Motti Wilhelm

How was he sure?

My grandfather, Rabbi Shmuel David Raichik helps a fellow traveler lay Teffilin. (Family Archive)
My grandfather, Rabbi Shmuel David Raichik helps a fellow traveler lay Teffilin. (Family Archive)

My grandfather, Rabbi Shmuel David Raichik OBM, is interred only a few yards from the resting place of the Rebbe, known as the Ohel.

His tombstone quotes him as often sharing: “Der Aibershter Vet Zicher Helfen”. God will surely help.

A devout Chassid, who dedicated hours each day to prayer and spent his life traveling across the Americas to inspire the development of Jewish life, was often sought out for advice. After sharing his thoughts, he would always conclude: ‘Der Aibershter Vet Zicher Helfen.’ God will surely help.

As a child, I would hear it from him. As an adult, I ponder: what gave him the confidence and faith?

I’ve seen the tear-soaked letter in which he was informed that his parents were murdered by the Nazis. I’ve read the telegrams he received while the students in his charge were starving for lack of food, and I studied from the Talmud he brought with him from the refugee Yeshiva in Shanghai.

Seeing all he did, what gave him the faith to share “Der Aibershter Vet Zicher Helfen” – God will surely help?

With all our people have seen, with all we are witnessing now, what gives us the confidence that “Der Aibershter Vet Zicher Helfen” – God will surely help?


The faith-filled Jew doesn’t see a world of good and evil, positive and negative. Such a Jew perceives revealed good and not-yet-revealed good, a positive which can be appreciated and one which has yet to be transformed.

There is no doubt that Hashem will help, and in the end, we will perceive how it is all good. Every part of it was good. It was not just “for the good”; it was good. Otherwise, the good Creator would not have brought it about.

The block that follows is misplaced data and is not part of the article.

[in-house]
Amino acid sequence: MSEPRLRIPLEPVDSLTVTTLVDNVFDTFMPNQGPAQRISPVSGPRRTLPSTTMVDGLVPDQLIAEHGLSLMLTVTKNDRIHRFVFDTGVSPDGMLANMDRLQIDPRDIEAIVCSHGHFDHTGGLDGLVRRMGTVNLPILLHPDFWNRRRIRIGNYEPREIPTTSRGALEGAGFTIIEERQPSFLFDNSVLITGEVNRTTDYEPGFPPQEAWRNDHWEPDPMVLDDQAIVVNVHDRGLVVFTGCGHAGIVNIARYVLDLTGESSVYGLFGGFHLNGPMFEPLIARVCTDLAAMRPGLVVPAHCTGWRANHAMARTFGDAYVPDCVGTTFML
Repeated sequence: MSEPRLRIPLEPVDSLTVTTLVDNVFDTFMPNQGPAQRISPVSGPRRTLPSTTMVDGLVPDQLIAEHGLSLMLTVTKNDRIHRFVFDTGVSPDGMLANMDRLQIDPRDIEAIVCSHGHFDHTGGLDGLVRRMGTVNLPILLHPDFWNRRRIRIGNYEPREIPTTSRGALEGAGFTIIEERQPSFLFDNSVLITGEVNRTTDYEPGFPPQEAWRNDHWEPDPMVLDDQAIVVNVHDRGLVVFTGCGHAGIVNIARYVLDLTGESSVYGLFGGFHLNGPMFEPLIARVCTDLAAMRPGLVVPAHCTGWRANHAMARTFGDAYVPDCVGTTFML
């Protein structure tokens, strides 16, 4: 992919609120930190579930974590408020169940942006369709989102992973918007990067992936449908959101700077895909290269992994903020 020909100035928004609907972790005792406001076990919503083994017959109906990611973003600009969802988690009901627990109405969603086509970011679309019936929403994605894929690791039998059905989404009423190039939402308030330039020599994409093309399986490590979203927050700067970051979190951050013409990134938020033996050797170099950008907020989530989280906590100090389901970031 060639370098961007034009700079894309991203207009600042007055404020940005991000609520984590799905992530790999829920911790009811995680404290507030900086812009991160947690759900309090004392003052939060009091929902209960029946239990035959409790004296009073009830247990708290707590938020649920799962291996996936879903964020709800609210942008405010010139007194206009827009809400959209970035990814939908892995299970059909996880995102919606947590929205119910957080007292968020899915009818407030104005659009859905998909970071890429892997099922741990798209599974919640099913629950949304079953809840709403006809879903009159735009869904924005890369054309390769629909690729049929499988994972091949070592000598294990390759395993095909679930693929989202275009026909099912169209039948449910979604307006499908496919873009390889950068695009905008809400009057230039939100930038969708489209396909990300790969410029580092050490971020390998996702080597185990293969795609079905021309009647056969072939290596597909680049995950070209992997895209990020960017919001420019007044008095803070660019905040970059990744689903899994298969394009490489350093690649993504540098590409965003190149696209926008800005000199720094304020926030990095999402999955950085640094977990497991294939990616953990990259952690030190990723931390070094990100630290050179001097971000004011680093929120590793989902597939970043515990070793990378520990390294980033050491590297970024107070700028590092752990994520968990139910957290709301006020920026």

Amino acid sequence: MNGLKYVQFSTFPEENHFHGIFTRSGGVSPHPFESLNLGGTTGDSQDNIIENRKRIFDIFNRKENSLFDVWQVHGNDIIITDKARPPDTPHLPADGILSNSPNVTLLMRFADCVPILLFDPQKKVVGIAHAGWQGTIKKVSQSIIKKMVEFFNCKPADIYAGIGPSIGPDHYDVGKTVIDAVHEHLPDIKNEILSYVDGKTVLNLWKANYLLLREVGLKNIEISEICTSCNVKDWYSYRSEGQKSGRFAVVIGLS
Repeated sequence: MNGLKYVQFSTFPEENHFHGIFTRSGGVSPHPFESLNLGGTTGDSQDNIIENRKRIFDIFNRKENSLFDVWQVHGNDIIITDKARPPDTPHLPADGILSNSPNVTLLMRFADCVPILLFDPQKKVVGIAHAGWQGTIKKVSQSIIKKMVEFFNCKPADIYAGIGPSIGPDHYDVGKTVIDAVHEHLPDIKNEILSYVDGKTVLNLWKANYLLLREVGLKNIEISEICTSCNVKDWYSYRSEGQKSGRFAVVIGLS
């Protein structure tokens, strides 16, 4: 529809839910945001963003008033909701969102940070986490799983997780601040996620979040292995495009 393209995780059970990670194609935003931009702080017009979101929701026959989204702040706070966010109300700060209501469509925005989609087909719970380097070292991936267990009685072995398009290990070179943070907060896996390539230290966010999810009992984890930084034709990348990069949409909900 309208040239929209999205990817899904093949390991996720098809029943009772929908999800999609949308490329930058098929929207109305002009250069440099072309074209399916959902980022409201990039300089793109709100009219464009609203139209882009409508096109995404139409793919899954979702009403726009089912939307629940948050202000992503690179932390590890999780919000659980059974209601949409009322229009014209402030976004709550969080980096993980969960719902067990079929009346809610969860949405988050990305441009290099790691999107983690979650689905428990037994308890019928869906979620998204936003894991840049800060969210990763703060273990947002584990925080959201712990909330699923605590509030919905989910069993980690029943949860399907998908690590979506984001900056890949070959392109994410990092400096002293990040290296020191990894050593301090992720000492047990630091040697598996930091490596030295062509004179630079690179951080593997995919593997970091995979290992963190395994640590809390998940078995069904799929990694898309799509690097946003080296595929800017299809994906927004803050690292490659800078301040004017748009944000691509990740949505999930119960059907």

Maimonides writes: “All these [commemorative] fasts will be nullified in the Messianic era and, indeed ultimately, they will be transformed into holidays and days of rejoicing and celebration”.

In 1956, the Rebbe wrote to Israel’s President Yitzchak Ben-Tzvi: “From the day I went to cheder and even before that, I began to weave in my mind an image of the future Redemption…a Redemption in such a manner that all the suffering and persecution of exile will make sense. Not only will our pain be erased, it will be transformed.”

Indeed, we can be sure “Der Aibershter Vet Zicher Helfen” God will surely help.

May we no longer need to wait. There is too much pain. We want Moshiach Now.

About the Author
Rabbi Motti Wilhelm received his diploma of Talmudic Studies from the Rabbinical College of Australia & New Zealand in 2003 and was ordained as a rabbi by the Rabbinical College of America and Israel’s former chief Rabbi Mordecha Eliyahu in 2004. He was the editor of Kovetz Ohelei Torah, a respected Journal of Talmudic essays. He lectures on Talmudic Law, Medical Ethics and a wide array of Jewish subjects and has led services in the United States, Canada, Africa and Australia. His video blog Rabbi Motti's Minute is highly popular as are his weekly emails. Rabbi Wilhelm and his wife Mimi lead Chabad SW Portland as Shluchim of the Lubavitcher Rebbe.
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